Is Learning making a ‘thing’ invisible?

by techagogy

I was thinking in a meeting yesterday of using the idea of stepping out of my subjectivity, the external arc as referred to int the “Enigma of subjectivity”. The issue for me is an epistemological one – how can I gain knowledge from reading, such that this knowledge in a Heideggarian sense becomes ‘ready to hand’? Is this learning?

Taking a phenomenological stance, I can view my ‘intelligence’ as a function of memory and experiences, when memory and experiences become ready to hand they form an intelligent function. That is articulation of this knowledge – internally or externally – determines the intelligent behaviour of this. Just as the hammer in Heidegger’s ‘Being and Time’ the mind is a tool but has to achieve an essence of itself, standing outside the subjective nature of self. Is it therefore that the learning process, is again in a Heideggarian sense making the essence of a thing invisible, when this state is achieved learning has occurred?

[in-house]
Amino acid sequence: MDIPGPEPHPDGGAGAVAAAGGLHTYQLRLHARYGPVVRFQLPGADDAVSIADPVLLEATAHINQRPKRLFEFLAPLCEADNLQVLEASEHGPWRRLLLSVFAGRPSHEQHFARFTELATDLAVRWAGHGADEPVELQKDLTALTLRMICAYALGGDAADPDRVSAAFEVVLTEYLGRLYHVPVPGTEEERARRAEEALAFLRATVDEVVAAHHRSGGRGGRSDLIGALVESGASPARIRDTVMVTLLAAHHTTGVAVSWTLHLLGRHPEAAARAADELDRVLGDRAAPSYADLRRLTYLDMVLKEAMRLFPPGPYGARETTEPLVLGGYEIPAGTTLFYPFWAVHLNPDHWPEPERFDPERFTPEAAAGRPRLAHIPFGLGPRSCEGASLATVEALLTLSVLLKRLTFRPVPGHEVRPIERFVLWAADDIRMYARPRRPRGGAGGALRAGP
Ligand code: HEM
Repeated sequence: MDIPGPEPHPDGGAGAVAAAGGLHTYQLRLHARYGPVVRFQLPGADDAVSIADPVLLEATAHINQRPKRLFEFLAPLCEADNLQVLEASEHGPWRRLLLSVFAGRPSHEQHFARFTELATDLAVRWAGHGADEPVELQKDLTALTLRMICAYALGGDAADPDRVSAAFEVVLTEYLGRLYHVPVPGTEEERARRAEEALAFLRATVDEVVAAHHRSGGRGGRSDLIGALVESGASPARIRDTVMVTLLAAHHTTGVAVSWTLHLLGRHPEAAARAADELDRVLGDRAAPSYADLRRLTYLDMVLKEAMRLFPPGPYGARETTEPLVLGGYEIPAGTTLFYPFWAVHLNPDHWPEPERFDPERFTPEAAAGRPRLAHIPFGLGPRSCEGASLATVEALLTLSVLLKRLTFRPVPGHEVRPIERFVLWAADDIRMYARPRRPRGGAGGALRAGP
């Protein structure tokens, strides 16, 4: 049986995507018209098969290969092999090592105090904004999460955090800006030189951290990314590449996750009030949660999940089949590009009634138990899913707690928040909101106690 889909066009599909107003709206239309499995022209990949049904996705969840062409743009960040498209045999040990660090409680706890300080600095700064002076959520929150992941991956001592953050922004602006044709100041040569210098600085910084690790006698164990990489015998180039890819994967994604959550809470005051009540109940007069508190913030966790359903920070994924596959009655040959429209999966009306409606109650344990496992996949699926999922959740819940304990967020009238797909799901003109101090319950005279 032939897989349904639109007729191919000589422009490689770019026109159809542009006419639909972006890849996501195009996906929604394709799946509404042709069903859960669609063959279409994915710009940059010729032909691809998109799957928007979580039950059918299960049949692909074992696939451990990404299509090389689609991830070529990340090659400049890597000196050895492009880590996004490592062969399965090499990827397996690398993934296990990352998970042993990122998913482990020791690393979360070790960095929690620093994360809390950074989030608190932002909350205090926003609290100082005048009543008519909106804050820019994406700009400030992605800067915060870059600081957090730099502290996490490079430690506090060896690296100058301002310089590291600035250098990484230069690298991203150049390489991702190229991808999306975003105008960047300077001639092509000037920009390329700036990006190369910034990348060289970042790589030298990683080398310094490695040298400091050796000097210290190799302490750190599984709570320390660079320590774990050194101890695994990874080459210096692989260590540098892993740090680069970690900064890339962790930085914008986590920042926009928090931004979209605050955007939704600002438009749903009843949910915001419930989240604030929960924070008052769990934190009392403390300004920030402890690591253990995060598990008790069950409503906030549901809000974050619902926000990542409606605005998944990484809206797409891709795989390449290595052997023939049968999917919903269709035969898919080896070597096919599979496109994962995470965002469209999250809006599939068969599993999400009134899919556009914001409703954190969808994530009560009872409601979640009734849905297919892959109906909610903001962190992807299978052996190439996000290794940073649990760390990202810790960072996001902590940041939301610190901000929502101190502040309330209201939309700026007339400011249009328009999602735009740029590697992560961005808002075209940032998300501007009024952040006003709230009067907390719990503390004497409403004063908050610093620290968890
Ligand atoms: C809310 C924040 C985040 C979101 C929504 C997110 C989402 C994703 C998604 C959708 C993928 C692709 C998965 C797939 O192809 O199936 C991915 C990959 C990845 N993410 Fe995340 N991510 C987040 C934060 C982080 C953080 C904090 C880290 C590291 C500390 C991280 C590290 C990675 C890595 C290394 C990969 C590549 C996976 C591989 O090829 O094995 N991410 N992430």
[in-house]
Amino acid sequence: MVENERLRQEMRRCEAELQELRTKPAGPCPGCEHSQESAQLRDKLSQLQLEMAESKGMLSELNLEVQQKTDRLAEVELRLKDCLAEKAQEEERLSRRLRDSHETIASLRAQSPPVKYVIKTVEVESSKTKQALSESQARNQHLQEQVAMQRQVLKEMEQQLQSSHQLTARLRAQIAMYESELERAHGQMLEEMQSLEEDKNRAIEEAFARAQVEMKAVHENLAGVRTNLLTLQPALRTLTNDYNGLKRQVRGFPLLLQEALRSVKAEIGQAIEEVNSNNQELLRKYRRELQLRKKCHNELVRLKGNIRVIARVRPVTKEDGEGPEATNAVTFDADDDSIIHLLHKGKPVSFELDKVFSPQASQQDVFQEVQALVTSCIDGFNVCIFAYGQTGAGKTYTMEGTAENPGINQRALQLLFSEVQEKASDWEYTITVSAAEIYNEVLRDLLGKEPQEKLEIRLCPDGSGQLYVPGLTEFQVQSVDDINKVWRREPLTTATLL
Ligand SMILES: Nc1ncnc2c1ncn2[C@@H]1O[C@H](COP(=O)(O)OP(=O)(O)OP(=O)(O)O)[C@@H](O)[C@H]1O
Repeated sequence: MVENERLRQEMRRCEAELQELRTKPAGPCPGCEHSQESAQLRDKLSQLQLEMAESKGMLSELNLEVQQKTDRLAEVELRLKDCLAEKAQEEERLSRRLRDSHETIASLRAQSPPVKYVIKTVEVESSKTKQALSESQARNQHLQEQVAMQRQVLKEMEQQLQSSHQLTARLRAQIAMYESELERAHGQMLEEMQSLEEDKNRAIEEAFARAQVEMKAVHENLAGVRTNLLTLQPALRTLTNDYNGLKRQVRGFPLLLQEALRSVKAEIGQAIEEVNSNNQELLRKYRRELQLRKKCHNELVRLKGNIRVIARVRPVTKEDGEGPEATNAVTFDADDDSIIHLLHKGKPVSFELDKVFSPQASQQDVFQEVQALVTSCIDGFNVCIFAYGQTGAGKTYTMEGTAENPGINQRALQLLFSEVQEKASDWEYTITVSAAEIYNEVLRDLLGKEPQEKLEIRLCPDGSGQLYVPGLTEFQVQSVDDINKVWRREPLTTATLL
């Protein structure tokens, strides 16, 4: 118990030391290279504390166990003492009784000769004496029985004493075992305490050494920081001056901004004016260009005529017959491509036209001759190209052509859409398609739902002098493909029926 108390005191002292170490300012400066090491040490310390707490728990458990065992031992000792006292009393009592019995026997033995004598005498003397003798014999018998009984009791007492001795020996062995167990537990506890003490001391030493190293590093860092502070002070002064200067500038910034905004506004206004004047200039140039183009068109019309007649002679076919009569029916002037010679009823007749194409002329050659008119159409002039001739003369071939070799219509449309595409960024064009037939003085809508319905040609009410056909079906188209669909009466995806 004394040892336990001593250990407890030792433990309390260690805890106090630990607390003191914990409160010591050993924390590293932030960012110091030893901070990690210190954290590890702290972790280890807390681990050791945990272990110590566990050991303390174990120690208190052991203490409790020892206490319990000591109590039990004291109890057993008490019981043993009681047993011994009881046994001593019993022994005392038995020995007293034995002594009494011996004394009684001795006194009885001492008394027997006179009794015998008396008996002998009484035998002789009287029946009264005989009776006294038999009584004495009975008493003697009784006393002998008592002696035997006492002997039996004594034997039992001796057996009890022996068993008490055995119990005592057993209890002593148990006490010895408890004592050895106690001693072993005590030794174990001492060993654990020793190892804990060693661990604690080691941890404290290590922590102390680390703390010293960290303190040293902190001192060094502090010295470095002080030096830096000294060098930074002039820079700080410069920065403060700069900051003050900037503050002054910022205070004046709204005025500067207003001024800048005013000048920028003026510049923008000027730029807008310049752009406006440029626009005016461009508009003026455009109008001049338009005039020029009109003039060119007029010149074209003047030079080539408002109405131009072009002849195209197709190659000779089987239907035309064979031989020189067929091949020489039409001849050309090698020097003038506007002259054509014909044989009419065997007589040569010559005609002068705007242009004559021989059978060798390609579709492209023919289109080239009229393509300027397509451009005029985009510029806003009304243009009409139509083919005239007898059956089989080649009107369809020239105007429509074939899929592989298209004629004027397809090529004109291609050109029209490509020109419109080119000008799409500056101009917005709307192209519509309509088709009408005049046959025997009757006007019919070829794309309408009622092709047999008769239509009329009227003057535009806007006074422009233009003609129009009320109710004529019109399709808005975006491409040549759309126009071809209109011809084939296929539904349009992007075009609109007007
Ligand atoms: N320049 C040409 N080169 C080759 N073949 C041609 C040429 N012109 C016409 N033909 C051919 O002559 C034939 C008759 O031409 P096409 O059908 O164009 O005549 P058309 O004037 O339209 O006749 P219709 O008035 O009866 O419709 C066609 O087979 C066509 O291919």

As perhaps an example, a discussion with a colleague yesterday about how he enabled students to learn about a thing – he stated “try not to understand it now, but let your mind work on it overnight, then we can talk about it tomorrow”, this led to my subjective position “I always understand things that I was taught last year”. Is this the sub conscious mechanism moving the essence of a thing to be invisible, the thing no longer subjects the conscious to its essence?

The relates to the hammer, initially a child like response to the hammer is to examine it, be shown its use. After time an individual who needs repair an object with a nail, subconsciously knows that the hammer is the thing that has this essence. The learnt thing is that the essence of the hammer is ‘ready to hand’, although actual use of the hammer to effect the outcome, may render it ‘not ready to hand’

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